Wednesday, 5 October 2011

Iran rightly singled out by the West

You may have missed it but Iran recently executed a worker from Sudan for the crime of 'sorcery' which while not on the legal statutes, is punished by the more stringent religious rules that still hold primacy in the religiously-guided judiciary. It was a shocking case but one that escaped the attention of the world's media with so much turmoil in the Middle East. However, in recent weeks a series of incidents have brought again to the forefront how Iran continues to suppress women's rights systematically, only allowing token promises of addressing the situation. In addition, the overall human rights situation remains dire and recent reform-protestants have been categorically dismissed and disbanded. While Russia and China have dithered on the sidelines, the United States and EU have been unequivocal in their condemnation of the state of affairs in Iran.

Although the Arab 'spring' has put democracy at the forefront of the agenda in the Middle East, it has not swayed authorities in Iran who have stymied reform attempts to open up the political system. While there are elections for some positions, analysts insist that real power is held in fact by the Supreme Leader; that position has always been beyond a direct vote of the country's citizens. Yet more poignant is that most positions of power are held by a small coterie of individuals; what exacerbates the situation is that there is a growing economic disparity in the country, despite populist attempts by the government to address the needs of the poorer classes. A significant part of the economy in the opaque country is controlled by a small oligarchy of companies and individuals with links to the ruling class, aided in obtaining government contracts often through corruption or nepotism or a combination of both.

Dissent is simply not tolerated and censorship is commonplace. Inspired by the wider movements in the Arab world, some Iranians have taken to the streets. They have been denounced by the regime, that accuses them of serving 'foreign interests' and trying to undermine public order. These protesters -with demonstrations as recent as this week - have insisted they are simply asking for human rights. There are worries that Iran will escalate the violence it will use if there is a widening of this movement, not to mention the untold numbers of political prisoners who continue to languish in prison.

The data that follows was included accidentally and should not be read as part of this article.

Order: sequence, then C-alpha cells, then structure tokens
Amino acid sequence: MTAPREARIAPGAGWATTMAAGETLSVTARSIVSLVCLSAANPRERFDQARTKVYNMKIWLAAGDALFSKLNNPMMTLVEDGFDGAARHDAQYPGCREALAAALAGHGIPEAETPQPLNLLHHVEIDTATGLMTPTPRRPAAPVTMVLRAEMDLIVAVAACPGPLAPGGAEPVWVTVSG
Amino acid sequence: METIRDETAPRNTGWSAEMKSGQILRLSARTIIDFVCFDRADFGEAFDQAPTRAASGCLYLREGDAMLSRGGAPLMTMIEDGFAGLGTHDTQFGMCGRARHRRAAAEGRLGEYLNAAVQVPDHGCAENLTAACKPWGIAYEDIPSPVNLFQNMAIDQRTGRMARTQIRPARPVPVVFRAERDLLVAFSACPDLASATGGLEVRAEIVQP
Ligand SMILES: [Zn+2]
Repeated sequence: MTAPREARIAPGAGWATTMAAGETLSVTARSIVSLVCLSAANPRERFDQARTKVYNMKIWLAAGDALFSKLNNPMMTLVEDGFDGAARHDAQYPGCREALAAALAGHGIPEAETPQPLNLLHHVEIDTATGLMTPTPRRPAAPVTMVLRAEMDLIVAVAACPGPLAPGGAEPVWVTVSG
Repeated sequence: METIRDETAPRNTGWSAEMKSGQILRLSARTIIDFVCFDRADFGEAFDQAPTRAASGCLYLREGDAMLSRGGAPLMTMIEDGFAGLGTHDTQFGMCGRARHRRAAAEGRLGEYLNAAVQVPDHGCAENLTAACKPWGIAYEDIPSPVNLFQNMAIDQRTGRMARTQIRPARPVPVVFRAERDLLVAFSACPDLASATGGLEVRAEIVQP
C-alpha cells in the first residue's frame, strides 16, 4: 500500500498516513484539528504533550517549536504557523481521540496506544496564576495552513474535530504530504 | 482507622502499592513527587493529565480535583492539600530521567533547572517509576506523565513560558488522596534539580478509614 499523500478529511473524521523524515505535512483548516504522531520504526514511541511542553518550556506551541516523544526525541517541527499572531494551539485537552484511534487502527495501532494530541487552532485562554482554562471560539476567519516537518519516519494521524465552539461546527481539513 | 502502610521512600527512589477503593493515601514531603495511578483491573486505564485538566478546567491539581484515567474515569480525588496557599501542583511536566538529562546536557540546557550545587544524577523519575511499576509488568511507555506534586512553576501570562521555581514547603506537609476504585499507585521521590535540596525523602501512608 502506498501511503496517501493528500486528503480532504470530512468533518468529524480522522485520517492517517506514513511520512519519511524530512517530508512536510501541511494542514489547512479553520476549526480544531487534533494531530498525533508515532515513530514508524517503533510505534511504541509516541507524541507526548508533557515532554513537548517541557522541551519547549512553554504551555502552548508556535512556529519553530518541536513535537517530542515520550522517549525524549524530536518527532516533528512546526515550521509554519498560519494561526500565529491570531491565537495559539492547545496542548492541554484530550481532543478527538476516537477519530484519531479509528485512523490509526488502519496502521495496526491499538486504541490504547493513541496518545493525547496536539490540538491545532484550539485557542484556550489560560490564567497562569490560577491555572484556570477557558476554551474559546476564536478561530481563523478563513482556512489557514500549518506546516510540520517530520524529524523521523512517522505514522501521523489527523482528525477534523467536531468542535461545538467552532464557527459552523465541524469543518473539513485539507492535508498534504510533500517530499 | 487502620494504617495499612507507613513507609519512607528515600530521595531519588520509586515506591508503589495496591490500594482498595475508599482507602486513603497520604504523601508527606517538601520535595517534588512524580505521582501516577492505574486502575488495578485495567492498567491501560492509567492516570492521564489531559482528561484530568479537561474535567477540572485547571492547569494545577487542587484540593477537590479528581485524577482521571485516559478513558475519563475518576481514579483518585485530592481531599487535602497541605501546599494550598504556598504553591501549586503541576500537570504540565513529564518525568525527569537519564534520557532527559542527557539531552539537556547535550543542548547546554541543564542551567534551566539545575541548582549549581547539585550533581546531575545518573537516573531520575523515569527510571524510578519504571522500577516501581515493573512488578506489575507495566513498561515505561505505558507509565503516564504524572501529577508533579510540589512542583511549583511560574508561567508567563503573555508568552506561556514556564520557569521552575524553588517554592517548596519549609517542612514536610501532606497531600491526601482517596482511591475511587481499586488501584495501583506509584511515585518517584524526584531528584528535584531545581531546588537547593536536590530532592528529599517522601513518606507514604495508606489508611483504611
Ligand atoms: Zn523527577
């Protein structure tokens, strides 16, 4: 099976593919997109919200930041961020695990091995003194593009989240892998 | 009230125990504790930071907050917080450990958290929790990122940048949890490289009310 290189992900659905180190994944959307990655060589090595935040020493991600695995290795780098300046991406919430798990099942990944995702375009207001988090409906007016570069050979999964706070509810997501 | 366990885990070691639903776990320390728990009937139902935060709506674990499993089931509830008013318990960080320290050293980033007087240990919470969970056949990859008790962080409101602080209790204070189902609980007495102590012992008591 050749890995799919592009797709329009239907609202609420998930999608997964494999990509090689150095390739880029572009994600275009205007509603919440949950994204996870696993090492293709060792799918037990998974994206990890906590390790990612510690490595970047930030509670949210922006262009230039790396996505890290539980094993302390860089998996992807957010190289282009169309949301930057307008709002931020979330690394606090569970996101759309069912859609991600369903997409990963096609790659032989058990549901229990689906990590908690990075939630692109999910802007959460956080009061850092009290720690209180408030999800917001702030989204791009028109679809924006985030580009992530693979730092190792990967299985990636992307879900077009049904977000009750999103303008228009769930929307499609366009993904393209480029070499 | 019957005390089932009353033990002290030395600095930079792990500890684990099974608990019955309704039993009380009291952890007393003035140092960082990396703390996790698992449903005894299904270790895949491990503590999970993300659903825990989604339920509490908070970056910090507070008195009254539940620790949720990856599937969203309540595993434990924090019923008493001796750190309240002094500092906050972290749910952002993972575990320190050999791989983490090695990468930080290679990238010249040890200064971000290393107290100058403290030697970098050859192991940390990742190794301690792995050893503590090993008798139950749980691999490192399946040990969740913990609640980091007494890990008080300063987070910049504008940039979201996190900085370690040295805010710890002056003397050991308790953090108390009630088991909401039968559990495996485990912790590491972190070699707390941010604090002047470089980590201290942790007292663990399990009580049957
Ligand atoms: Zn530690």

Unlike in nearby Egypt when it was under Mubarak where there were some elements of political liberalism and openness, Iran is characterized by a complete vacuum of political activities. There are no political parties. In fact it refuses to even have a parliament or hold regular elections, opting for an experimental democratic process on the municipal level. While incremental democratic development itself could be appropriate for its context, what is particularly galling is that women have thus far never voted nor stood as candidates in these contests and are not expected to do so for another four years (if then). On women's rights, not only has Iran denied them political enfranchisement, it has also - as is widely known - enforced a strict dress code. If you are fortunate to see a woman in Tehran - the country's capital - which is rare to begin with, she will likely be covered head-to-toe. In fact, she cannot even leave her house without a male guardian; nor is she allowed to legally obtain a driver's license.

Russia and China guided by geopolitical and geoeconomic interests given Iran's strategic position in the region and vast oil resources, have refrained from voicing any real criticism of the country. Fortunately the U.S., Europe and other Western countries have been vociferous in continuing to denounce and condemn Iran's human rights record repeatedly. They continue to insist on the release of political prisoners and the protection of young Iranians when demonstrating for greater rights. Hopefully the world's eyes continue to remain on Iran and ensure that the rights of all in that country are respected.


  1. what is your source for this? a sudanese worker was beheaded in saudi arabia for sorcery. there are no sudanese workers in iran, to my knowledge, nor has anyone recently (or ever, as far as i know) been convicted of "sorcery" per se.

    source on saudi arabia:

  2. more:

  3. Read the next post. The article is a subtle satire. Replace Iran with Saudi Arabia.